Ageism is all around us: in the workplace, in commercials, movies and TV shows we watch, in the cards we buy, the products marketed to us and yes, even in the language we speak.
Has anyone ever said to you, or perhaps you to another person, “You look great for your age”? Although probably well-intentioned, there is an inherent bias against growing older contained within this “compliment,” an underlying expectation that you wouldn’t or shouldn’t look great as an older adult. Do we offer the same compliment to a 19-year-old or a 29-year-old? Somewhere along the way, looking great is not associated with advanced years.
What about the phrase “senior moment”? We tend to attach a brief lapse in memory to only the older adult. However, elementary students routinely forget where they’ve left their backpacks or to feed the dog. Many teenagers have misplaced earbuds or sports jerseys. What about the mom or dad who searches for the car keys or goes out to the garage and upon their arrival, forgets the item they went there to retrieve? The fact of the matter is that we all experience momentary forgetfulness throughout our lives. Yet it is emphasized when it happens as an older adult. And no, it’s not necessarily a sign of dementia, but rather a manifestation of our busy lives.
Ageism is discrimination or the devaluing of an individual or group of individuals based solely on their age. And it can be directed toward the young as well as older adults. It creeps into our psyche at a very young age and is continually reinforced throughout our lifetime. As a result, many of us are convinced that young people are not able to lead a work group, offer valuable ideas and solutions to societal issues or are not compassionate towards others. On the other hand, society in general believes that as we age, we have nothing more to offer, obstruct the success of younger people on the way up the corporate ladder or are a drain on the economy. None of this is true.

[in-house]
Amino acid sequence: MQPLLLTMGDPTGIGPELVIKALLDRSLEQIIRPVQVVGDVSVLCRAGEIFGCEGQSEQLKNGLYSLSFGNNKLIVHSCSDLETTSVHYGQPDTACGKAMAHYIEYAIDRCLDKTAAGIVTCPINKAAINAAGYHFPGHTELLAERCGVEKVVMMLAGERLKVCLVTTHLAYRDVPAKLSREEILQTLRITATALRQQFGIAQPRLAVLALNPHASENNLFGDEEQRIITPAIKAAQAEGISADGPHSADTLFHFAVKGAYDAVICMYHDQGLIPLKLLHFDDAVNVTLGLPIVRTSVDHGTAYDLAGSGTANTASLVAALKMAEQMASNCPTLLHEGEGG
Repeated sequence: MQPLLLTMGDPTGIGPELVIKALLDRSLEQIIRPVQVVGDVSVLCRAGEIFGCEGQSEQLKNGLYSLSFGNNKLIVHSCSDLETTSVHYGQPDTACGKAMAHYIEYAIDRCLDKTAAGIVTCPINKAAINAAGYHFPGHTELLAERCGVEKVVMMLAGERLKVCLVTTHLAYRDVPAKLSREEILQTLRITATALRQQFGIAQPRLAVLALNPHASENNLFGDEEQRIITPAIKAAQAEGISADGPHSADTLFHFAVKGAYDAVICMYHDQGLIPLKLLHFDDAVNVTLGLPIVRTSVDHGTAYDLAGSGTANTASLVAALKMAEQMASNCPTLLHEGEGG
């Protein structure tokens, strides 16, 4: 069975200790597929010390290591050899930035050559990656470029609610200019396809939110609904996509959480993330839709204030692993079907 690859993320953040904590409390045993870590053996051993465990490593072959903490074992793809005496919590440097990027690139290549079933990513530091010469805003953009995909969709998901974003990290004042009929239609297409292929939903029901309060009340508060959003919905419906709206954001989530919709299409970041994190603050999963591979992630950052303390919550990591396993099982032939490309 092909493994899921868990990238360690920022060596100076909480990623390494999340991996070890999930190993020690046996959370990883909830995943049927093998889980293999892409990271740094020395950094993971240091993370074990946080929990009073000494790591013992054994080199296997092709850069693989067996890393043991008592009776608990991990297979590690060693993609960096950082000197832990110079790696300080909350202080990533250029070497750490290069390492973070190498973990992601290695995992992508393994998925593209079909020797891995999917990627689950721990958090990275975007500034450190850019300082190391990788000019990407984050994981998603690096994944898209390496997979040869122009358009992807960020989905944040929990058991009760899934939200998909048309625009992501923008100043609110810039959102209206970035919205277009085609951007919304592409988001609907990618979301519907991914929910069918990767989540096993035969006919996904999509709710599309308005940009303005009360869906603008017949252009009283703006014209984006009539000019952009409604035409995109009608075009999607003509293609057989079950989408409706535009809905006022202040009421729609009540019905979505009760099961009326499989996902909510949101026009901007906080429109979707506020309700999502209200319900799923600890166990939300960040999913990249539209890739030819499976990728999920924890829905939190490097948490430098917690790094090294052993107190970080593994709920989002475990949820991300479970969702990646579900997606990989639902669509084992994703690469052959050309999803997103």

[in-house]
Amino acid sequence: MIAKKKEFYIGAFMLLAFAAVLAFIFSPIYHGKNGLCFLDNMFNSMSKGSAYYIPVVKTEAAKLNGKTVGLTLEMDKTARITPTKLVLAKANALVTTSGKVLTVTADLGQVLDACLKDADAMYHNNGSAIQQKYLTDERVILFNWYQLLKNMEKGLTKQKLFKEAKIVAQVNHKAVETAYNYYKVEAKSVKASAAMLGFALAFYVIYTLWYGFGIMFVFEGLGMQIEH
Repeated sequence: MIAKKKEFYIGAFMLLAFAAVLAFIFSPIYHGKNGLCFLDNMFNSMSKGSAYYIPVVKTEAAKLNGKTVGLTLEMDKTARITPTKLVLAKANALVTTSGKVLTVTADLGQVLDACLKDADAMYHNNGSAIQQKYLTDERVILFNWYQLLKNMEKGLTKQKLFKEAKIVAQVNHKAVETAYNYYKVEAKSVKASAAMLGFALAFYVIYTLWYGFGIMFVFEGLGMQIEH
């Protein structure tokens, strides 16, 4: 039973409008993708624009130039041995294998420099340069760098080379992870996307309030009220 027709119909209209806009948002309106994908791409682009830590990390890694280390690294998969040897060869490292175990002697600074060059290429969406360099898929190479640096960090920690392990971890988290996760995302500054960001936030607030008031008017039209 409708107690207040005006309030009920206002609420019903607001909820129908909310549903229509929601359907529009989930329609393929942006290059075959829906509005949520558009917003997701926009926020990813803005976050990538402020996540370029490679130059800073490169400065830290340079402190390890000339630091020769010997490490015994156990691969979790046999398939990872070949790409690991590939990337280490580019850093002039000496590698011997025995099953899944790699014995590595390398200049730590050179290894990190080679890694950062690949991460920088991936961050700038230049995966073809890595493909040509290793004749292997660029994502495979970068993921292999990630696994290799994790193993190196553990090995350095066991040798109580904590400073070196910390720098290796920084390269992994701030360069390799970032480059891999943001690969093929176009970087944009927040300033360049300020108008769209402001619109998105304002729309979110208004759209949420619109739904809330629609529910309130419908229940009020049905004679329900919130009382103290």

Subtle and not-so-subtle messages about the aging process surround us each day. Do we recognize them and realize the negative effect they have on us? Can we effect a change in how we all think, speak and act about aging? Gretchen Lopez, chair of the Seniors’ Council of Douglas County, will deliver a thought-provoking and entertaining presentation on Thursday, May 4, at 10 a.m. at the Parker Library. And we won’t be asking for birth certificates at the door, so leave those at home! Meetings are free and open to the public.
Seniors’ Council of Douglas County is for older adults who want to be heard, keep learning, and make a difference. Please check our website for details and possible program changes at douglas.co.us/community-services/services/senior-services/seniors-council.